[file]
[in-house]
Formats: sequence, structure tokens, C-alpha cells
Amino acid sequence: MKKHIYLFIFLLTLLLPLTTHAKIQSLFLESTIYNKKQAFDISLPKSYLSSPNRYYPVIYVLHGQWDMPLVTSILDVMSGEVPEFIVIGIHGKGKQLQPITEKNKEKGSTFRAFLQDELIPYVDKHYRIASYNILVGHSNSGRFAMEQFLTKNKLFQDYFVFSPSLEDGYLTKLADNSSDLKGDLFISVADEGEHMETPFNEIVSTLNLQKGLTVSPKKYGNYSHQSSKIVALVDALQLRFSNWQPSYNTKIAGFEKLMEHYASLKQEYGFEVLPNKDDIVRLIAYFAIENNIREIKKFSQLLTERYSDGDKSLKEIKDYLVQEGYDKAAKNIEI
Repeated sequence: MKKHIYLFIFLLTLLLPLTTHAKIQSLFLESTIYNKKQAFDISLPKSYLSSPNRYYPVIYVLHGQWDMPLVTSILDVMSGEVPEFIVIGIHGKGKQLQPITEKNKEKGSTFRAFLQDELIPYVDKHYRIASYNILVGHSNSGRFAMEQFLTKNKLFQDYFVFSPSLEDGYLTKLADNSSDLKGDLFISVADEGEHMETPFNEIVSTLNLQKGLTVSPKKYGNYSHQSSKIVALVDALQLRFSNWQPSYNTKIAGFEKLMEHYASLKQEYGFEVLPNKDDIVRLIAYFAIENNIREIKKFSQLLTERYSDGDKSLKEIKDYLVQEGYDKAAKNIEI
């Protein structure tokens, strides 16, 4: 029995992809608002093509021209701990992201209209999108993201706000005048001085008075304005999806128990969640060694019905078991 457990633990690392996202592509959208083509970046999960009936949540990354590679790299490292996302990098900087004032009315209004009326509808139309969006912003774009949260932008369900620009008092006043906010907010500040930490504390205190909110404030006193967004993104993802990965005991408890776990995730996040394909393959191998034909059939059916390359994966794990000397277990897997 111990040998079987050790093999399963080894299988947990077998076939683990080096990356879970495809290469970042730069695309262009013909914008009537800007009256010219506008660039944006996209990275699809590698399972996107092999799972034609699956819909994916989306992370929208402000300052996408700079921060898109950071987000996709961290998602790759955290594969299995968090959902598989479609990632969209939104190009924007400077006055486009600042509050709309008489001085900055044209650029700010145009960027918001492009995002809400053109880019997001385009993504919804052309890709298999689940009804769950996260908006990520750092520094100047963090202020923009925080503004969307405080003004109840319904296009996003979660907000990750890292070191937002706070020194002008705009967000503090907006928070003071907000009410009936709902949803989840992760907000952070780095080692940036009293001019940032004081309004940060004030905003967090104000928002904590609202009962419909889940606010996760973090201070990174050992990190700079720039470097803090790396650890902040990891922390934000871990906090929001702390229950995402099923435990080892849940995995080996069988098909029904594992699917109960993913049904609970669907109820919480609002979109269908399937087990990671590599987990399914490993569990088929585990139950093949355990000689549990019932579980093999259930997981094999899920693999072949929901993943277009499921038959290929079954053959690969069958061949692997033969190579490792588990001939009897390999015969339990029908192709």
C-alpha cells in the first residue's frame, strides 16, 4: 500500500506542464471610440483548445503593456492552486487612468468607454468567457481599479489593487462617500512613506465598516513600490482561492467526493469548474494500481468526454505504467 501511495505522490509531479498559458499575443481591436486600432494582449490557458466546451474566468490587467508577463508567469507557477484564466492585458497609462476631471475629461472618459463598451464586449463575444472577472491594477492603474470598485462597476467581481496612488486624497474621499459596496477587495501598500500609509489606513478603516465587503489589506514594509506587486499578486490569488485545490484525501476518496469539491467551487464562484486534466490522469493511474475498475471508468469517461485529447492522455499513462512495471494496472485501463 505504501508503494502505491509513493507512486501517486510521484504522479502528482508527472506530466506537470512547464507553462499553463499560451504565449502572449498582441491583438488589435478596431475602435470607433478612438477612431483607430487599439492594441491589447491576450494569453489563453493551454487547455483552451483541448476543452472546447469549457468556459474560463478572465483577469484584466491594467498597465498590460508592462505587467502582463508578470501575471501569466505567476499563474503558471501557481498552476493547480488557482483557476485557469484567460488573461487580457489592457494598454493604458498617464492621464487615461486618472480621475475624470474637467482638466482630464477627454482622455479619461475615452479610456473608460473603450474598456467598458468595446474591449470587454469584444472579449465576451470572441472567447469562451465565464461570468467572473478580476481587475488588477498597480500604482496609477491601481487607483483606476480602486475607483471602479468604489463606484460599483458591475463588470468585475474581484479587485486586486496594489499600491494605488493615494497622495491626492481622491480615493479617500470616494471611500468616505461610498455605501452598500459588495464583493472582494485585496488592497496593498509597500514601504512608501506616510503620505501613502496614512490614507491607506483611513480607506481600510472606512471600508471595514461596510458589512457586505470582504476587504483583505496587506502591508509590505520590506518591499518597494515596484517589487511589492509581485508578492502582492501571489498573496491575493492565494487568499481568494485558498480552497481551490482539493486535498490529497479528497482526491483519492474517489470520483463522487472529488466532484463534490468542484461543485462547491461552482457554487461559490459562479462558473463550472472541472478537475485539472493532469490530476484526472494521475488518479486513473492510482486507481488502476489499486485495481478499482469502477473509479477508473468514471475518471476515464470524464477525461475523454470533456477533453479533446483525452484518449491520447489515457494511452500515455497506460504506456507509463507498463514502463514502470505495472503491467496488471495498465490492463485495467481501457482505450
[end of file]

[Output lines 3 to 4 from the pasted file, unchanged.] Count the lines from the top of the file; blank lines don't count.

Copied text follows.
Amino acid sequence: MKKHIYLFIFLLTLLLPLTTHAKIQSLFLESTIYNKKQAFDISLPKSYLSSPNRYYPVIYVLHGQWDMPLVTSILDVMSGEVPEFIVIGIHGKGKQLQPITEKNKEKGSTFRAFLQDELIPYVDKHYRIASYNILVGHSNSGRFAMEQFLTKNKLFQDYFVFSPSLEDGYLTKLADNSSDLKGDLFISVADEGEHMETPFNEIVSTLNLQKGLTVSPKKYGNYSHQSSKIVALVDALQLRFSNWQPSYNTKIAGFEKLMEHYASLKQEYGFEVLPNKDDIVRLIAYFAIENNIREIKKFSQLLTERYSDGDKSLKEIKDYLVQEGYDKAAKNIEI
Repeated sequence: MKKHIYLFIFLLTLLLPLTTHAKIQSLFLESTIYNKKQAFDISLPKSYLSSPNRYYPVIYVLHGQWDMPLVTSILDVMSGEVPEFIVIGIHGKGKQLQPITEKNKEKGSTFRAFLQDELIPYVDKHYRIASYNILVGHSNSGRFAMEQFLTKNKLFQDYFVFSPSLEDGYLTKLADNSSDLKGDLFISVADEGEHMETPFNEIVSTLNLQKGLTVSPKKYGNYSHQSSKIVALVDALQLRFSNWQPSYNTKIAGFEKLMEHYASLKQEYGFEVLPNKDDIVRLIAYFAIENNIREIKKFSQLLTERYSDGDKSLKEIKDYLVQEGYDKAAKNIEI